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Cairo woman attacked by mob isn't finished

Of all the demonstrators who were physically assaulted and ejected from the steps of the Cairo's Journalists' Syndicate building Wednesday, only Rabaa Fahmy went back to do battle.
/ Source: a href="" linktype="External" resizable="true" status="true" scrollbars="true">The Washington Post</a

Rabaa Fahmy, a slender woman in a black skirt and jacket, had already been beaten and dragged into the street by a government-organized mob. But as a lawyer, she was determined to press charges against one of her attackers, so she quickly returned to the scene of the melee to try to nab and identify him.

The mob was momentarily paralyzed by the reappearance of the disheveled figure it had just punched, slapped, groped and dragged down a staircase. But when Fahmy lunged for the young assailant whose bleached hair she recognized, the crowd sprang into action and beat her again.

It was a quixotic and telling episode in an attack on democracy demonstrators in the Egyptian capital Wednesday that coincided with a nationwide referendum on multi-party presidential elections. Members of the opposition Kifaya, or Enough, movement were set upon and beaten, under the indifferent gaze of riot police, by mobs directed by officials from President Hosni Mubarak's National Democratic Party. Few of the Kifaya demonstrators were women, but at least a half-dozen of them were singled out for attacks that included aggressive fondling.

Of all the demonstrators who were physically assaulted and ejected from the steps of the Journalists' Syndicate building Wednesday, only Fahmy went back to do battle.

In the face of a mob attack, and in a country with a long and well-documented history of sharply repressing political gatherings and free speech, Fahmy thought she should take her assailant to court. "I wanted the police to arrest him," she said in an interview Thursday. "I wanted to bring him to them. When the mob threw me out to the street again, a policeman asked me, 'Didn't we tell you to go home?' "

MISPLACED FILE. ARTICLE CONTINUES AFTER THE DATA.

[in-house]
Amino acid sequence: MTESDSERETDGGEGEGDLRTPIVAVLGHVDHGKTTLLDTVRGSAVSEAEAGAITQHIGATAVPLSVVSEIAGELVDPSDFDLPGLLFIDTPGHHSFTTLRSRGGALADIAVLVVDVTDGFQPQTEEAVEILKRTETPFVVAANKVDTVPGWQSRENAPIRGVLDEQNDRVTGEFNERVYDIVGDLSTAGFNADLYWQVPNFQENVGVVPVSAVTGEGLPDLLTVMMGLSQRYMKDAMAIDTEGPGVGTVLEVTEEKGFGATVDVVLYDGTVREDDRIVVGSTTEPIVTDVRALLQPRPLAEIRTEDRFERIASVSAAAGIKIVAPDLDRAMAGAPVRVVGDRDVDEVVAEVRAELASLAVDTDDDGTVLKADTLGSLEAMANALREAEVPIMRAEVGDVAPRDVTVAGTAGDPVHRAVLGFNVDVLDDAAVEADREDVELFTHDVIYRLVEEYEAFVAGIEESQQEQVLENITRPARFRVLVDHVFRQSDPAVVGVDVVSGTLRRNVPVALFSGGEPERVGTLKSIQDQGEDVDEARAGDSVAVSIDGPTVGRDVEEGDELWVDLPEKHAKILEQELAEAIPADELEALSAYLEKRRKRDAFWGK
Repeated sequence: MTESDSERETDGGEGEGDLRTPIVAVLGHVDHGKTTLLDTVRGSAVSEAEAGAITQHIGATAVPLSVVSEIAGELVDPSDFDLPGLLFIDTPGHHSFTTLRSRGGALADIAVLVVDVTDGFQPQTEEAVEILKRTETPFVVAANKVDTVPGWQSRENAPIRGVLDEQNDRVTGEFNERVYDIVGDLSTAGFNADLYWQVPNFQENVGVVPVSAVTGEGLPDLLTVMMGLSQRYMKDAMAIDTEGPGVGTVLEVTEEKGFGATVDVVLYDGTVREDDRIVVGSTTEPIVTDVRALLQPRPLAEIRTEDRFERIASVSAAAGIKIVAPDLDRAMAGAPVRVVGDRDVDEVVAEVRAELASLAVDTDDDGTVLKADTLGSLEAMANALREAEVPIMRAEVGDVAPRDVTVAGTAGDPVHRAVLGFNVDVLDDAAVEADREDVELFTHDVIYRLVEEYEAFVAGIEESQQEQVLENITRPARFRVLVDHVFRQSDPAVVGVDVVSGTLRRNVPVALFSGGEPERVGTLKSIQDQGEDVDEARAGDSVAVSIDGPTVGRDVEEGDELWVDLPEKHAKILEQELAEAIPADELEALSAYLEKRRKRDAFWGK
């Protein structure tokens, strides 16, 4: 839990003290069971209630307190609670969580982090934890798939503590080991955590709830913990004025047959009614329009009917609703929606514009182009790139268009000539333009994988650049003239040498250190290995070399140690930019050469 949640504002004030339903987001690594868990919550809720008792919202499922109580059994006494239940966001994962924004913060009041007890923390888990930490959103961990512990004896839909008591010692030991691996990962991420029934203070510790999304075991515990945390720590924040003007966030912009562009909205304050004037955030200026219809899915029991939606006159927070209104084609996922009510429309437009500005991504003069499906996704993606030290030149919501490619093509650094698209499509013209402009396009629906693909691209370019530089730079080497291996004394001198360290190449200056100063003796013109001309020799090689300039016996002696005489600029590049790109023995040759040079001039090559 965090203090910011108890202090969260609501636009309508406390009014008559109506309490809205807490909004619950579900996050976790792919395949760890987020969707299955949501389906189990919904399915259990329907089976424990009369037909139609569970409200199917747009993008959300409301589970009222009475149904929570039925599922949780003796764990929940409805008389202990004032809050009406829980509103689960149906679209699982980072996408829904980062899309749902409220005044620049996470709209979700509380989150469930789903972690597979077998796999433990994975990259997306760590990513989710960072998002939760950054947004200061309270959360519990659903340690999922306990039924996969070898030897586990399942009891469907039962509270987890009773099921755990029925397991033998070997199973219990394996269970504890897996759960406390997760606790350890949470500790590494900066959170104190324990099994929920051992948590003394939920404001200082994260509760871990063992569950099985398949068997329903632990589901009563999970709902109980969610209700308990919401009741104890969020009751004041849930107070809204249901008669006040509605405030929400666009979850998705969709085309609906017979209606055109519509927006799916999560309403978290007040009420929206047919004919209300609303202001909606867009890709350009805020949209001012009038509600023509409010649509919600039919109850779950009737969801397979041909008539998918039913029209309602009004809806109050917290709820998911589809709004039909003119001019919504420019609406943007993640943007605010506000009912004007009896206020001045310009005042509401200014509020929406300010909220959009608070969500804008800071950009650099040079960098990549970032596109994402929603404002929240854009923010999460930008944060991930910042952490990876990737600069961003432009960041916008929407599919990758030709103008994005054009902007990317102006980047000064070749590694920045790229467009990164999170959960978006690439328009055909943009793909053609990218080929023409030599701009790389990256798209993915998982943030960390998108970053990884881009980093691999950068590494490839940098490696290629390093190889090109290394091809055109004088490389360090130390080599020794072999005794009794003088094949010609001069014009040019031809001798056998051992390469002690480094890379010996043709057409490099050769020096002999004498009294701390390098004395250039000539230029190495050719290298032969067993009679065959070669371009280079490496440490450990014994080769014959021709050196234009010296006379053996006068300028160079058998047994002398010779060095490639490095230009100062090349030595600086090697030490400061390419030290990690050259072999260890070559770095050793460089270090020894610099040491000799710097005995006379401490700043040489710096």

An unusual activist
Fahmy is somewhat of an oddity in Kifaya, a group of political and human rights activists working to end Mubarak's 24-year rule. Not only did she serve in the army, which is not required of women, but as a civilian she traveled to Iraq during the U.S.-led invasion intending to fight American troops. She is a devout Muslim who wears Western-style clothing, and she runs her own criminal and family law practice.

Yet she is representative of the resilience of Kifaya and of other key Egyptian opposition movements. All have seen members subjected to repeated arrest, and often violence, and all have persevered.

In addition to Kifaya, mobs have attacked campaigners for Ayman Nour, a lawyer and the only candidate actively running against Mubarak in the presidential election scheduled for September. Nour was jailed for six weeks in the spring and has been charged with forging official documents in a case he has described as blatant intimidation.

After the two-day visit of first lady Laura Bush this week, opposition groups expressed concern that the U.S. government had abandoned the cause of political reform in Egypt. On Monday, Bush praised Mubarak for taking a "wise and bold" step toward democracy with his proposal for multi-candidate elections.

On Thursday, however, the White House spokesman, Scott McClellan, condemned the attacks on Kifaya. "I think our view is very well known when it comes to freedom of assembly, and freedom of assembly by opposition parties and critics of those in power is important when it comes to conducting free elections," McClellan said.